Johnny Cash's At Folsom Prison is the rare live album where the audience sounds like it's moving the performer as much as the performer is moving the audience. Its songs deal with topics familiar to the prisoners watching, including the ecstasy of criminal transgression ("Cocaine Blues") and the lifetime of regret that follows (almost every other song). Cash's performance begins as business-as-usual—kicking off with "Folsom Prison Blues," of course—and ends with Cash sounding rougher around the edges than usual. The strain of singing in such an uncomfortable setting only partly explains what's going on with the concert-closing "Green, Green Grass Of Home" and "Greystone Chapel," penned by Folsom inmate Glen Sherley. Cash isn't just singing these songs, he's feeling them.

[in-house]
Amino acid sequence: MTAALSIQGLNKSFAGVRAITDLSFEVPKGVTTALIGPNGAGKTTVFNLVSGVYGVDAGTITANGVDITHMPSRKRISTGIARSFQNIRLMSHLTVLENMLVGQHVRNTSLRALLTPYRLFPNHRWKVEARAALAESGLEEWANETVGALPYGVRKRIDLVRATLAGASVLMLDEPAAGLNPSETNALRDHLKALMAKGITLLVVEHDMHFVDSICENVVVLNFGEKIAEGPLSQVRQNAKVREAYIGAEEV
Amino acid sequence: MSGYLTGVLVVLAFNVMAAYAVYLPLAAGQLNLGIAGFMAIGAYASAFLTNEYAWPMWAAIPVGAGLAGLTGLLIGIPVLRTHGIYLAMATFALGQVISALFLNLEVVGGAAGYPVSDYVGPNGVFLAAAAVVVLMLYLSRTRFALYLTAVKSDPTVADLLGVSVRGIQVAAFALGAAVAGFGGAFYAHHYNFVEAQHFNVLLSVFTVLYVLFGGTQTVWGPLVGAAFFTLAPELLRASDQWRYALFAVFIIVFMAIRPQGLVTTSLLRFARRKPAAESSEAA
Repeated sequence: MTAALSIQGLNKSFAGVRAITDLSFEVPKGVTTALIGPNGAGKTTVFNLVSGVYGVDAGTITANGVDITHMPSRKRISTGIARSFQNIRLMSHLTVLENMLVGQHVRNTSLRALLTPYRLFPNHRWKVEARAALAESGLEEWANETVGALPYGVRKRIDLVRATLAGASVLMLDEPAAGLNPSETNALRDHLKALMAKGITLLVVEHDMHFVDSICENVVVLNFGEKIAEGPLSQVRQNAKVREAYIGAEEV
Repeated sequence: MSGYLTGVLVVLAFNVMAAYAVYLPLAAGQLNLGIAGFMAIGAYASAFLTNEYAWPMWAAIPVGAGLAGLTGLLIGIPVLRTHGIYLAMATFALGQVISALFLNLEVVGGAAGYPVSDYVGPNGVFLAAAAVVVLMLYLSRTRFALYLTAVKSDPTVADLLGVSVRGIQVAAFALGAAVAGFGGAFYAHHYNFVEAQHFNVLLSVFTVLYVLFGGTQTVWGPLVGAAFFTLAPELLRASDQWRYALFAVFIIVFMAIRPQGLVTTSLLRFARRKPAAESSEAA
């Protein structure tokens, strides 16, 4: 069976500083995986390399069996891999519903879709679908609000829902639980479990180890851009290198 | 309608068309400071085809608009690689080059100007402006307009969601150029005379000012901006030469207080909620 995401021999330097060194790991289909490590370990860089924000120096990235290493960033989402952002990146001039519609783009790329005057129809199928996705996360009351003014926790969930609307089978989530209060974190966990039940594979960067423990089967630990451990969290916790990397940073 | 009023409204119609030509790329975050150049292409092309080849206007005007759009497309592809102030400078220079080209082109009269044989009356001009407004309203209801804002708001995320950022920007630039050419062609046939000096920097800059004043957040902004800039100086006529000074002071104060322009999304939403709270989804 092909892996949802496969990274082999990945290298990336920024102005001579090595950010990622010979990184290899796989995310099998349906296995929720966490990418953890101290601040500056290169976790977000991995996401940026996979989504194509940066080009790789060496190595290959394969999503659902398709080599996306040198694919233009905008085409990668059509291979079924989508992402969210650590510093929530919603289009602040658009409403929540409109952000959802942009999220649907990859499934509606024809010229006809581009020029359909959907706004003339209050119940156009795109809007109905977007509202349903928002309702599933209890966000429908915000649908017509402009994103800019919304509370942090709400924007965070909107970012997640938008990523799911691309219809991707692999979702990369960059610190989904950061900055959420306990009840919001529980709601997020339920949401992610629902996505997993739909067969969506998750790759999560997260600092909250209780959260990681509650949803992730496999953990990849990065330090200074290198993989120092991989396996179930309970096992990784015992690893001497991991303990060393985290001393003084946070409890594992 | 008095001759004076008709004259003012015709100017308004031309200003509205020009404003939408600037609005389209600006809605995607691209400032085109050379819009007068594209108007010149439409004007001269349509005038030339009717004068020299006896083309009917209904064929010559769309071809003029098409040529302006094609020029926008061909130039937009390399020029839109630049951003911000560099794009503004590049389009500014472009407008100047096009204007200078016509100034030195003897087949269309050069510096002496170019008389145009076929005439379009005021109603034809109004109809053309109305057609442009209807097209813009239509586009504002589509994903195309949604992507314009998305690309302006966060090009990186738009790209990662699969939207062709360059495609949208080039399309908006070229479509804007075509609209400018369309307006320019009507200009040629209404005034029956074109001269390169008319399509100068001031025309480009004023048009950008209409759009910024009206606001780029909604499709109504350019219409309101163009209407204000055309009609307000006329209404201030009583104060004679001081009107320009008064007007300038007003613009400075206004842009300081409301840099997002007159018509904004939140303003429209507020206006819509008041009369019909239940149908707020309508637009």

The three-disc CD and DVD Legacy Edition of At Folsom Prison offers a fuller picture of that day than previously available. The first disc features the complete version of the familiar first show—complete with performances by The Statler Brothers and Carl Perkins, and instructions to the audience not to make a noise until Cash introduces himself—which comprised the bulk of the original album. The second contains the rougher, largely unheard second show, and the DVD features a detailed documentary on the performance, from life in Folsom to the concert's aftermath. Sherley's sad fate—he fell into addiction and self-destruction after being released from prison and attempting to start his own music career—gets particular attention and raises some uncomfortable questions about the effectiveness of the prison system, and what responsibility Cash might have to the men who helped revive his career that day. But for the two hours recorded here, such questions don't seem to matter. Looking into a crowd of desperate men, Cash sings their lives back to them without bullshit or unearned sentiment. They would have known.